Others worry, though, that national priorities will take a back seat to individual preferences and that research will focus more on what's trendy than on what's basic. That concern is exacerbated as private donors now underwrite about 30 percent of the most elite schools’ research money.
Fundamentally at stake, the critics say, is the social contract that cultivates science for the common good. They worry that the philanthropic billions tend to enrich elite universities at the expense of poor ones, while undermining political support for federally sponsored research and its efforts to foster a greater diversity of opportunity — geographic, economic, racial — among the nation’s scientific investigators.
The challenge is, of course, finding a balance. But the balance will be elusive to find without a strong federal commitment to scientific research. (Susan Hegger)
Creation in the classroom
The debate over evolution vs. creationism is far from settled in many states, according to new findings published in Politico. Reporter Stephanie Simon found that taxpayers in 14 states will pay nearly $1 billion this year in tuition for private schools, including hundreds of religious schools whose curriculum includes topics that most would consider to be less than scientific. Simon cites a Missouri bill that is typical of efforts in many states; it would let parents withdraw their kids from science class when the topic of evolution is part of the lesson plan. But under the radar is a growing trend that she calls “a well-funded political campaign" that "has pushed to open the spigot for tax dollars to flow to private schools.” If such efforts succeed, Simon says, courses supported by public money could teach such topics as Adam and Eve strolling through the Garden of Eden with dinosaurs alongside. (Dale Singer)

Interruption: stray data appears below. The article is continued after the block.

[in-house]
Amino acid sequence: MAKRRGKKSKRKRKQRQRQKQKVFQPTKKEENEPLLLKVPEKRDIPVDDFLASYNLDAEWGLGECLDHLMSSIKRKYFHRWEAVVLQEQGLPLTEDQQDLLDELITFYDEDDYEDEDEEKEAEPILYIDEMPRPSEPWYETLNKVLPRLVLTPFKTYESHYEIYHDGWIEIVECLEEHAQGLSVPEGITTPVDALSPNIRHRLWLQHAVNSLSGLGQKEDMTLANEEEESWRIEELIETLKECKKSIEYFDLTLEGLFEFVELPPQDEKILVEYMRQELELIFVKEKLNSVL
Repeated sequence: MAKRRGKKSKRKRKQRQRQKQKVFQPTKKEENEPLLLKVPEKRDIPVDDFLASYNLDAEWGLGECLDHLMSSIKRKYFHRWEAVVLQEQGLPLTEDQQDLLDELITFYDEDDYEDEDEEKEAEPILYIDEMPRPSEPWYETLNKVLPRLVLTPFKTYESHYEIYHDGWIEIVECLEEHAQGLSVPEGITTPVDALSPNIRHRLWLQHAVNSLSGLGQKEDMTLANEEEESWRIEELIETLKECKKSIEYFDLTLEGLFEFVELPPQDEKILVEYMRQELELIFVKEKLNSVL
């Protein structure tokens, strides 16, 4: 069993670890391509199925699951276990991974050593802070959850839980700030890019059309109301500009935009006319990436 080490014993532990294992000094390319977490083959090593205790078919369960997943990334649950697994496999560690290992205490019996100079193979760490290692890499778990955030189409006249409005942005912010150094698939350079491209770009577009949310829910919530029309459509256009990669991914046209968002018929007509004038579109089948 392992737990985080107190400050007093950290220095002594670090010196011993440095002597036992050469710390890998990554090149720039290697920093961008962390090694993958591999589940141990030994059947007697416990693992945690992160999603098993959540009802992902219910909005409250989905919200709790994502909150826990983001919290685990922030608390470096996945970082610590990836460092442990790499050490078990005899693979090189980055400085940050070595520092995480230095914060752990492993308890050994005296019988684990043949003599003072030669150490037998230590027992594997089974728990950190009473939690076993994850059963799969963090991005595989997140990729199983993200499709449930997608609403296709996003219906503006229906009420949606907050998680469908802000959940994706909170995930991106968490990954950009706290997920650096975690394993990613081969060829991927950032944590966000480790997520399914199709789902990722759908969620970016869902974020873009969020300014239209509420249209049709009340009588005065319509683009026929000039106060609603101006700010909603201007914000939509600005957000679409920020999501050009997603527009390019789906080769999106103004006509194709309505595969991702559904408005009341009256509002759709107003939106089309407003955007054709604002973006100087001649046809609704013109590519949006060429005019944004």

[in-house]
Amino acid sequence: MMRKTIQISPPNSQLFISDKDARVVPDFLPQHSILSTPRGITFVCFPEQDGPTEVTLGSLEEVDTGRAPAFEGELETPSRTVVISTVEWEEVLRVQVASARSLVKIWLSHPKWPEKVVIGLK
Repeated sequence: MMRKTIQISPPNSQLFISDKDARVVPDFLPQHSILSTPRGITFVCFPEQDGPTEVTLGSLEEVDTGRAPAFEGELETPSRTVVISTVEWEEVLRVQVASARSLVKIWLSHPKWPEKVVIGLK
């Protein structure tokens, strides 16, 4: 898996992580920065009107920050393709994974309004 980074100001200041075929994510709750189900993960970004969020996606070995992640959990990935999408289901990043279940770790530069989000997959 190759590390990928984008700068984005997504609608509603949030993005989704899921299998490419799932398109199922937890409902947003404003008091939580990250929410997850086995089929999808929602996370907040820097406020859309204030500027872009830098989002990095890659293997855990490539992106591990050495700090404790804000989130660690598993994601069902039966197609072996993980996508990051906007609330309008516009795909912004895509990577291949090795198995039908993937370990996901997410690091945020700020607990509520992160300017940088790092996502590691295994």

The word “homework” has stirred controversy for decades. But a new report from the Brookings Institution takes a fresh look at whether students are being overburdened with assignments at night, stressing them out and keeping them from more leisurely pursuits. It cites an online petition for the National PTA to adopt “healthy homework guidelines” that has garnered more than 19,000 signatures. The study has lots of data, but it concludes that the homework burden has pretty much stayed the same for the past 30 years, except for 9-year-olds, who have significantly more than before. For high schoolers who are 17, the results are decidedly mixed. As the report puts it, “they have the largest percentage of kids with no homework (especially when the homework shirkers are added in) and the largest percentage with more than two hours.” (Dale Singer)